"The Supreme Court had clearly ruled that the laws by which this group of people was deported was wrong," says Zachary Nightingale, an attorney for the San Francisco immigration law firm Van Der Hout, Brigagliano & Nightingale. Rights groups felt it only made sense then, to allow redress for the people wrongfully deported. Instead, the Justice Department laid out an unflinchingly narrow set of eligibility requirements, the most restrictive being the denial of the waiver to those who were already gone or had re-entered the U.S. illegally.

Immigrants' rights groups were aghast. In their eyes, these were the very people who needed the wavers most.

"It's a discouraging interpretation of the law, because the majority of people who should have been affected are no longer here," says Dan Kesselbrenner, director of the National Immigration Project, part of the National Lawyers Guild.

When asked about the refusal to allow deportees to apply for 212(c), Elaine Komis, spokeswoman for the Justice Department's Executive Office for Immigration Review, referred AlterNet to a 2002 Justice Department document which says the government took steps to avoid deporting non-citizens retroactively during the five years St. Cyr was being litigated.

Such claims mean little to those trying to figure out who exactly is eligible. Benita Jain, a legal staff member for the Immigrant Defense Project in New York City, says the majority of people who've been calling to inquire on behalf of loved ones about 212(c) are out of luck because their family members have already been deported.

"The government is not really doing justice to what the Supreme Court clearly puts forth in the St. Cyr case, that deporting people retroactively is illegal," Jain says.

To make matters more confusing, in October of last year, the Justice Department announced that anyone who wished to apply for 212(c) waiver had only until April 26, 2005. Then, the window of opportunity would be closed. Legal groups decried the deadline as arbitrary and argued that many immigrants had no idea it existed. The Justice Department has held firm.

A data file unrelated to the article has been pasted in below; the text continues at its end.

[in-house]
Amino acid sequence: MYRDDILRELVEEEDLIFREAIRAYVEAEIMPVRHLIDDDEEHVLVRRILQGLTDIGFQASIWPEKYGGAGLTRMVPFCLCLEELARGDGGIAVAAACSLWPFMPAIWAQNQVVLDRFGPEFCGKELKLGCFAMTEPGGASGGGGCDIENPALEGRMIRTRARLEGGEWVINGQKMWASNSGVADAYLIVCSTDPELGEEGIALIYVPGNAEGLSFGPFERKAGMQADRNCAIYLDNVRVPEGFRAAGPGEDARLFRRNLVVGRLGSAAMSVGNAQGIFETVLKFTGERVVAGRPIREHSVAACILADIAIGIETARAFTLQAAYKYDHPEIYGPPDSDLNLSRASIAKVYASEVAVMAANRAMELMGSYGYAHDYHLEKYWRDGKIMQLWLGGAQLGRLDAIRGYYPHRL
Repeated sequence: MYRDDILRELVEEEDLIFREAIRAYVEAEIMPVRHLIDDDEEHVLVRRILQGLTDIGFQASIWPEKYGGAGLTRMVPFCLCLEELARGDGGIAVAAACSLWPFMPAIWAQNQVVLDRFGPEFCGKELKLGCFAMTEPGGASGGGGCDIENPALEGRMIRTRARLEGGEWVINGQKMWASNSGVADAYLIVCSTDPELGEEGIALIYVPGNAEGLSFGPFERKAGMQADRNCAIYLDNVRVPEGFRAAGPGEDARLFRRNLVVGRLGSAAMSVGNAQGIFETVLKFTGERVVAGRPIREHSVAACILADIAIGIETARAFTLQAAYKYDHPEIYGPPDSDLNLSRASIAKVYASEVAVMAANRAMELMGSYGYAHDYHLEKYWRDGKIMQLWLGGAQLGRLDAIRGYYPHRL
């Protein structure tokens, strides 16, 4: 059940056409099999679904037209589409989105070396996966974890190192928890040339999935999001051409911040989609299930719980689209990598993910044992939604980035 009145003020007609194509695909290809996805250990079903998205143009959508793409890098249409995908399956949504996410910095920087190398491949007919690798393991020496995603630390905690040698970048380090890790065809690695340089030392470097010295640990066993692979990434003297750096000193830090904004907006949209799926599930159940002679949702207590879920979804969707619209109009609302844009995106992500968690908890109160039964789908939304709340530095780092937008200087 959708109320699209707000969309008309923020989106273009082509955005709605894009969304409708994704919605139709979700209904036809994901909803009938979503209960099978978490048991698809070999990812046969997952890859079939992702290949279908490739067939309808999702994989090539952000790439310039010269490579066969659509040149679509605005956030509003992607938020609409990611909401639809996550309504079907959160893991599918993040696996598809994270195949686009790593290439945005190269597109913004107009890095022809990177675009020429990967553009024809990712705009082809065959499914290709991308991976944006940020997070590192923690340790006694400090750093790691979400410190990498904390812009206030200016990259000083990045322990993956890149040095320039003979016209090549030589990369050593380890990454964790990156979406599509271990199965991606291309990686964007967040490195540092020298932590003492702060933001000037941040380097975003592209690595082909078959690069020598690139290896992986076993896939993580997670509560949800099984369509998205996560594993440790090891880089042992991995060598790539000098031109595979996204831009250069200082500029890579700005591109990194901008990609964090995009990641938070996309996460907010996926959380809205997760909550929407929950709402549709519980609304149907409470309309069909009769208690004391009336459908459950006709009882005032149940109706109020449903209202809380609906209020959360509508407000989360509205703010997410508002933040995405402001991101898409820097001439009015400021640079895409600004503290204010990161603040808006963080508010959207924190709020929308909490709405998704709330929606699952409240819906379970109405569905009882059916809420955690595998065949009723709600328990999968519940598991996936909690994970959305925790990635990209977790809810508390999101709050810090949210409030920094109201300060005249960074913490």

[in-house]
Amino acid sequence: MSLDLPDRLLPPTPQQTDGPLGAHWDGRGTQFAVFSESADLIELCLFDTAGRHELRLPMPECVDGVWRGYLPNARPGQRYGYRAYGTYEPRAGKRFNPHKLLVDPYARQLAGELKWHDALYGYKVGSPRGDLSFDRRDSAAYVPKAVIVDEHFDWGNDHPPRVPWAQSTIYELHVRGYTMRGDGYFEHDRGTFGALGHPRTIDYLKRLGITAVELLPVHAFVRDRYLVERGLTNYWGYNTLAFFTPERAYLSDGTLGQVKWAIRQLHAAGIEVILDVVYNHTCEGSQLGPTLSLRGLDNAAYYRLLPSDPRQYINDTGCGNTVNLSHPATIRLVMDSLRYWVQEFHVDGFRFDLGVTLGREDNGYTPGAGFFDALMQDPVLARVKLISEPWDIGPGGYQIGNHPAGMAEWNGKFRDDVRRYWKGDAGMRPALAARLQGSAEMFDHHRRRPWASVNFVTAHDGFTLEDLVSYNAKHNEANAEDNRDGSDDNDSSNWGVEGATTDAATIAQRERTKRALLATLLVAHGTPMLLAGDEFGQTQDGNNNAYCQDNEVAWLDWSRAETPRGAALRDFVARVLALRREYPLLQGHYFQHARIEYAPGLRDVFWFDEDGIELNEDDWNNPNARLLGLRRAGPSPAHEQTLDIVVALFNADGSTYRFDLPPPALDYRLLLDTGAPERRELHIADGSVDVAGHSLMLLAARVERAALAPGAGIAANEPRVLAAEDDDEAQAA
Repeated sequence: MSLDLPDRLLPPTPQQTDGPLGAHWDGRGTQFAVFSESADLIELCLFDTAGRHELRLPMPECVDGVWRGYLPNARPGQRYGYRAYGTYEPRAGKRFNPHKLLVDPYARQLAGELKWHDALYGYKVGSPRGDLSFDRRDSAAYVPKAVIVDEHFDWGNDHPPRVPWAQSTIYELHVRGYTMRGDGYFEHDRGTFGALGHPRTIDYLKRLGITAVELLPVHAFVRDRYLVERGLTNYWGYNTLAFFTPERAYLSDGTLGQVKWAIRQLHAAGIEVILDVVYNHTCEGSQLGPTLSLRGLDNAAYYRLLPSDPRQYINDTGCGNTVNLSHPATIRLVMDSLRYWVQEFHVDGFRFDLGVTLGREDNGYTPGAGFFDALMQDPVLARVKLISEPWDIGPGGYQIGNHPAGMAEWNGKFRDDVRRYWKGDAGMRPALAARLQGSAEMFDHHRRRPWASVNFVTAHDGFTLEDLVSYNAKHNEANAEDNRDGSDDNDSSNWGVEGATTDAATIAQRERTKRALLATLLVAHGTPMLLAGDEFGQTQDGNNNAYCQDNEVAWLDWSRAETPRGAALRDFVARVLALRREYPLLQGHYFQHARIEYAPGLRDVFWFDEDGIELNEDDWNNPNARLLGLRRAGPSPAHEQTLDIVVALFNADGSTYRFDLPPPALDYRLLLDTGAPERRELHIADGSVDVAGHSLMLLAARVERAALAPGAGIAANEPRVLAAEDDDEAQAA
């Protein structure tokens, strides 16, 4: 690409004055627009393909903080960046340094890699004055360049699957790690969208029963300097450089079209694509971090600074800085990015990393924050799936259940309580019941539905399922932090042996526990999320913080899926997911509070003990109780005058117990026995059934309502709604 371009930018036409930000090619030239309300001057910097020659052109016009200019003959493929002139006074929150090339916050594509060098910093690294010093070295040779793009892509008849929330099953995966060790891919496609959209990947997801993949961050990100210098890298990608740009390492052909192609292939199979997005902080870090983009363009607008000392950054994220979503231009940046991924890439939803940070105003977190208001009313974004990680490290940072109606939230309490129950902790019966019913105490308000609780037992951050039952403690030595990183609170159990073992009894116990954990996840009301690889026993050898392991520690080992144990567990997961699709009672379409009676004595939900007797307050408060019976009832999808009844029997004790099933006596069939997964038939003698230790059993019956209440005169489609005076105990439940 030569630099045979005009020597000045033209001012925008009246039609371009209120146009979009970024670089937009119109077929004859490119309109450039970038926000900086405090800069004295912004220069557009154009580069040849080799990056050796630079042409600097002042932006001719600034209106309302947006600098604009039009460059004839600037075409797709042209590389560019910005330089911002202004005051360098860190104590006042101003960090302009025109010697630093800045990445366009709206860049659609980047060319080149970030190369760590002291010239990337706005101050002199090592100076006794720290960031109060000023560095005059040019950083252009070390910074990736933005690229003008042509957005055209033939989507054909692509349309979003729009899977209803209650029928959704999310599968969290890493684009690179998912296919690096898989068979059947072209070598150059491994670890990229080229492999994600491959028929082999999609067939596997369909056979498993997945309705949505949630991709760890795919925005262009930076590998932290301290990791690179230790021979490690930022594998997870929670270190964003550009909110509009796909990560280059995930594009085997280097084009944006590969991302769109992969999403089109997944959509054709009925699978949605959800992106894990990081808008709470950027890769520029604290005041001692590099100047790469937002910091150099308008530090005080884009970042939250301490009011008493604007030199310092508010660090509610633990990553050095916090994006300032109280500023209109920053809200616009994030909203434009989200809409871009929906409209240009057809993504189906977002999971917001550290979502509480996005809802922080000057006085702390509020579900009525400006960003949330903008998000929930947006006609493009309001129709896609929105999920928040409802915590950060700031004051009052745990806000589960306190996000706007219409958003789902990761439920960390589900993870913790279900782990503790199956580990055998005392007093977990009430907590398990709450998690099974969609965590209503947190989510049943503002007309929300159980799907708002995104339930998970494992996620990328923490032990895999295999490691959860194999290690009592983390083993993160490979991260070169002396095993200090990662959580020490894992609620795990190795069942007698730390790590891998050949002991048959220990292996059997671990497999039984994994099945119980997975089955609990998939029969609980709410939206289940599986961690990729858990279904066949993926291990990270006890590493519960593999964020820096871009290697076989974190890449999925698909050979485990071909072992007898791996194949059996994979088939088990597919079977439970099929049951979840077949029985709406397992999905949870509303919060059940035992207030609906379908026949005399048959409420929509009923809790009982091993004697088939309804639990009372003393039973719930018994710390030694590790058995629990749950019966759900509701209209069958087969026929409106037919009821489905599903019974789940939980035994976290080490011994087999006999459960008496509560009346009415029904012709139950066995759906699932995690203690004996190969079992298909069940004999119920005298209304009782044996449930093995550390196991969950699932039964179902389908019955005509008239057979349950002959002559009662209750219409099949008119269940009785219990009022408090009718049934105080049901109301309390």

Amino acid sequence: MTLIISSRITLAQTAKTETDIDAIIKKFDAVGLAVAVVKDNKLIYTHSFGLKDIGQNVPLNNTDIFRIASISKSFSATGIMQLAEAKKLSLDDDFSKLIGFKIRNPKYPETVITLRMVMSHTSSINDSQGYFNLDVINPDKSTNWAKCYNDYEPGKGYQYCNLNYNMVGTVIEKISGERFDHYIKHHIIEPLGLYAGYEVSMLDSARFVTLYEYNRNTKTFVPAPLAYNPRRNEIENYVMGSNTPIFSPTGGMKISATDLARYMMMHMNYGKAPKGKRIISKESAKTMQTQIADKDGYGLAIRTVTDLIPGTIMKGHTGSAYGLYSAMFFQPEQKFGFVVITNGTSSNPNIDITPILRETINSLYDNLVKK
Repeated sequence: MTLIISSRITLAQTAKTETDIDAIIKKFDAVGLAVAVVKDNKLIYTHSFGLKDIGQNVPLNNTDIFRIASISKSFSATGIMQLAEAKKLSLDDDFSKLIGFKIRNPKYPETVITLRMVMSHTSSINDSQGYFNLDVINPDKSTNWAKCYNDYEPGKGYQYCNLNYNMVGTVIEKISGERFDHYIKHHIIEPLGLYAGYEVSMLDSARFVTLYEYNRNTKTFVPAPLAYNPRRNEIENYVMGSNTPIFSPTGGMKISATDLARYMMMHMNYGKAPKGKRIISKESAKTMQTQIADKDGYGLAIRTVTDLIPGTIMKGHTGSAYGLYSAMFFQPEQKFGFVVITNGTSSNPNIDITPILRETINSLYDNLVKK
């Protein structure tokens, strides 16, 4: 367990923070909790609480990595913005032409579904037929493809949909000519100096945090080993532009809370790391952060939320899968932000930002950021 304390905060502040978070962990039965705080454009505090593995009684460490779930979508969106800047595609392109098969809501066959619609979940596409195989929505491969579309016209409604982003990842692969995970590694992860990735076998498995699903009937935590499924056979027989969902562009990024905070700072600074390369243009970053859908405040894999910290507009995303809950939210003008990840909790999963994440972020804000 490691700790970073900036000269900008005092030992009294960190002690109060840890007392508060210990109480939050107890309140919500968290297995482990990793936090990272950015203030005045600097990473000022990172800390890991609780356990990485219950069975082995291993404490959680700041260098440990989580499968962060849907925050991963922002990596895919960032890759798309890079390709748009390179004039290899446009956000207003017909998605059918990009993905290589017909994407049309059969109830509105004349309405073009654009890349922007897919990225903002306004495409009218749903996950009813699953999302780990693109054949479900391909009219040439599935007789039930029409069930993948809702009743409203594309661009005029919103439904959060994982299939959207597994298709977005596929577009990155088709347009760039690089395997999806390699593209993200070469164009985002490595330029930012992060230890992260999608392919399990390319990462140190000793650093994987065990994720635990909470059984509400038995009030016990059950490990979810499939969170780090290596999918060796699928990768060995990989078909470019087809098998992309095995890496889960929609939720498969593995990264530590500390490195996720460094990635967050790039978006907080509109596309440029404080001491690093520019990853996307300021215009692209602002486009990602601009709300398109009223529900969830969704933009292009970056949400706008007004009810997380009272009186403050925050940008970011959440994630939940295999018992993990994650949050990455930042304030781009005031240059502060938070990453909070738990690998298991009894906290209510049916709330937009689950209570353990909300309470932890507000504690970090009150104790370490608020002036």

Back at the Hudson County jail, Wolff Marsan has already submitted his motion for 212(c) and is waiting to see if a judge will grant him a hearing. Like so many others, it would seem he is ineligible because technically, Marsan has already been deported.

On April 22, Aarti Shahani wrote a letter to the Justice Department explaining Marsan's story and making the case for his release. In the letter, Shahani promises to give Marsan a paid internship with Families for Freedom if the government lets him go. Both she and Marsan know full well there's a good chance he'll be shipped back to Haiti, a country with a reputation for tossing deportees in jail no matter the circumstances. Marsan's application to avoid expulsion under the United Nations Convention Against Torture has already been denied by the government.

As he waits, Marsan often finds himself thinking back on everything that's happened: Could the $20 bag of dope he pushed to the undercover cop back in Cambridge really have led to all this? Has he actually been behind bars for the last 28 months for mistakenly re-entering a country that had kicked him out under an illegal policy?

"It just doesn't make sense. Marsan is literally rotting in jail," says Shahani, who's been visiting Marsan for two years and sometimes brings her mother along to keep him company.

As for Marsan, he waits and hopes, and strokes his goatee he's been growing since he was jailed.

"I didn't have this when I went to jail for the first time," he manages a chuckle.

Marsan's smile vanishes, and his eyes look tired again. He pushes a clenched fist up against the glass window separating him from a world that grows farther and farther away with every day.


It's a world he might not see again anytime soon.